Drug and Medication Allergies

Drug and Medication Allergies

We take drugs and other medications to combat illness, control pain, or improve our health. Sometimes our bodies treat these introduced agents as harmful rather than helpful. If that happens to you, you may have a drug allergy. Providers at Baptist Health will provide you with necessary care while also being sensitive to any allergic conditions you might have. 

What Are Drug Allergies?

Drug allergies occur when your body reacts negatively to the presence of a particular medication or substance. The root cause of drug allergies is similar to that of other types of allergies: the hypersensitivity of the immune system to certain “invading” or “foreign” elements. Your body wants to work against the drug rather than with it.

Drug allergies are relatively rare, occurring only about five to ten percent of the time. They range in intensity from mild to severe. Some reactions occur almost immediately on ingestion, when your body produces an antibody known as Immunoglobulin E, or IgE, that results in common allergy symptoms. At other times, the reaction is delayed. The production of a particular type of white blood cell, called a T cell, can generate rashes and other immune responses several weeks after consumption of the drug. 

What Are the Symptoms and Signs of Drug Allergies?

Common signs and symptoms of a drug or medication allergy include:

  • Itchy, watery eyes
  • Coughing and wheezing
  • Runny nose and mucous drainage 
  • Itchy skin, hives, or rashes
  • Shortness of breath
  • Fever

In rare cases, taking a drug can trigger anaphylaxis, an extreme and possibly fatal allergic reaction. Anaphylaxis is marked by:

  • Swollen throat, lips, or tongue
  • Impaired breathing
  • Skin rashes or hives
  • Rapid pulse
  • Dizziness, lightheadedness, or fainting
  • Change of color in the face or body (turning pale or red)
  • Gastrointestinal pain
  • Vomiting or diarrhea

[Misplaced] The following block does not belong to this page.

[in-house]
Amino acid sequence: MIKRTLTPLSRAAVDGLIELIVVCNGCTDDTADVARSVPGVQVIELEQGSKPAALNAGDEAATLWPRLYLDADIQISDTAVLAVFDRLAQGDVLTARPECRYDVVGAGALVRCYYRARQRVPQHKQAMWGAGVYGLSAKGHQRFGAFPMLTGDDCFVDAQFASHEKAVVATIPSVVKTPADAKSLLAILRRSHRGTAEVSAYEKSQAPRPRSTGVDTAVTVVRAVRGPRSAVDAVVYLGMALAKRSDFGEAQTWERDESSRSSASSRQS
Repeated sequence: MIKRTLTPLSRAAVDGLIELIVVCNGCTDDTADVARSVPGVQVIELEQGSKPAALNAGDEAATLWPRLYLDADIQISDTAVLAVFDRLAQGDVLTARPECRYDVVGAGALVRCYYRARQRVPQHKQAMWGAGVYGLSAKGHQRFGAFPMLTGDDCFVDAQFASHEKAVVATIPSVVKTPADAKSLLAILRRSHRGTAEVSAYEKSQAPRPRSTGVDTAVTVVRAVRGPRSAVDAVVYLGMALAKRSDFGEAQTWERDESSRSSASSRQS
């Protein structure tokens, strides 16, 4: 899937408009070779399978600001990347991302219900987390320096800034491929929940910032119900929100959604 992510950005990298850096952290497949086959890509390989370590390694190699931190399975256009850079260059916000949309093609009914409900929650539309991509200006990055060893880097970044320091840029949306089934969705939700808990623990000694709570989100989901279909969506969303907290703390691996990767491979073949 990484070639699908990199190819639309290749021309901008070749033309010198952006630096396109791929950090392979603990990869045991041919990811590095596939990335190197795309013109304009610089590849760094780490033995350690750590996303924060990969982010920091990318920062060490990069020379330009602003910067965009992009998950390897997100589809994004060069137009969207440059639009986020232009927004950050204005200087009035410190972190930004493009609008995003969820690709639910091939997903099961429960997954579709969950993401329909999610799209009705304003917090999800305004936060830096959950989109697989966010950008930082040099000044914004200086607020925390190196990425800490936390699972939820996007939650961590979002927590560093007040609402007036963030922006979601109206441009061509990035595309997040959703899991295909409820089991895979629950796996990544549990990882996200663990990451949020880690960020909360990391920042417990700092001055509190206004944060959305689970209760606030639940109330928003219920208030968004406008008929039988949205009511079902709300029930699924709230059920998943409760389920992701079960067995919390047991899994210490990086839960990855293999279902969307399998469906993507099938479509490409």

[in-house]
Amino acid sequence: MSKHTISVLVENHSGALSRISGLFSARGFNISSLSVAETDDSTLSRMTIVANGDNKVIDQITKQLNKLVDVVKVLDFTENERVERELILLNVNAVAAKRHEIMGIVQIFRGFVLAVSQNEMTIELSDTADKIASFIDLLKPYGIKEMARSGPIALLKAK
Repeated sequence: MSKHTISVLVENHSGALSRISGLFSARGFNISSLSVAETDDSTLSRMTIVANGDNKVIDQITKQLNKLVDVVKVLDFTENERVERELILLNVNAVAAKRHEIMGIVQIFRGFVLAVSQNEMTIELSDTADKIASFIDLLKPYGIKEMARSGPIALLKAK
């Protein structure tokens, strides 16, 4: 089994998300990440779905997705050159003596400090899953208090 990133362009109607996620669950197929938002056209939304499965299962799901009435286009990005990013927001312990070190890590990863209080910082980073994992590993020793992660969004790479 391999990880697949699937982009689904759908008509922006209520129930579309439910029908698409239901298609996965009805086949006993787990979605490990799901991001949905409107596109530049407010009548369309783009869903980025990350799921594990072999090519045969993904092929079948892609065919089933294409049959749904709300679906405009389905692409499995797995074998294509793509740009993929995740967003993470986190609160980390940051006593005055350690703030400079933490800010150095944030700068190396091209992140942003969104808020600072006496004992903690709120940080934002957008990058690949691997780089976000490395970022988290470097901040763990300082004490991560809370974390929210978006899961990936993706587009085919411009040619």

• Uterine cramps

It’s important to note that drug allergies are not the same as drug side effects. The latter are known to science and listed on the drug label. A drug allergy is also different from drug toxicity, which is generally caused by taking a medication differently than as prescribed (e.g., overdosing).

What Are the Triggers of Drug and Medication Allergies?

Any drug or medication, whether over-the-counter, prescription, or herbal, can trigger an allergic reaction. However, some drugs are more likely to be allergens than others. These include:

  • Antibiotics, such as penicillin, amoxicillin, and tetracycline
  • Aspirin
  • Non-steroidal anti-inflammatory drugs (NSAIDs), such as ibuprofen
  • Sulfa drugs
  • Insulin
  • ACE inhibitors, such as Lotensin
  • Antiseizure drugs
  • Muscle relaxants
  • Monoclonal antibody therapy agents
  • Chemotherapy drugs
  • HIV drugs

Certain risk factors increase the probability of an adverse drug reaction. These include:

  • A family medical history of drug allergies
  • A personal medical history of other types of allergies (e.g., hay fever or mold allergies)
  • Increased drug use, either in dosage or frequency
  • Medical conditions, such as HIV or the Epstein-Barr virus

How Do I Know If I Have a Drug Allergy?

Drug allergies can be difficult to diagnose because many of the symptoms are associated with a number of other medical conditions. You will need to see your physician for a proper evaluation. He or she may take the following steps to diagnose your case:

  • Conduct a physical examination
  • Document your symptoms and family medical history
  • Conduct a skin-prick test (effective in identifying a penicillin allergy)
  • Administer a blood test for evidence of a delayed allergic reaction, especially one that involves multiple organ systems (sometimes called DRESS syndrome for “drug rash with eosinophilia and systemic symptoms”)
  • Conduct an oral drug challenge

An oral drug challenge involves taking a dose of the suspected allergen while under medical supervision. Challenges are only conducted in those cases where, based on past history, the allergic reaction is expected to be moderate or mild.

Drug Allergy Prevention and Treatment

The chief means of treating a drug allergy is to avoid taking the medication that causes the reaction. If you have a drug allergy:

  • Inform your physician and other medical providers of your situation
  • Wear an emergency medical bracelet that identifies your allergens
  • Learn which groups of drugs to avoid, based on their related properties
  • Ask for alternatives that accomplish the same medical ends through different chemical means

If there are no viable alternative medications, your physician may arrange for you undertake a desensitization treatment. This typically occurs in a hospital setting, where you can be monitored as you are administered slightly larger dosages of a drug on a regular schedule until you develop some level of tolerance for it. Desensitization is only effective with drugs taken daily.

The most serious type of drug reaction, anaphylaxis, calls for immediate medical attention. Anaphylaxis is treated with epinephrine (also called adrenaline). Pre-loaded epinephrine auto-injectors are available by prescription. At-risk allergy sufferers should be aware of the early signs of anaphylaxis and carry one or more epinephrine auto-injectors at all times. 

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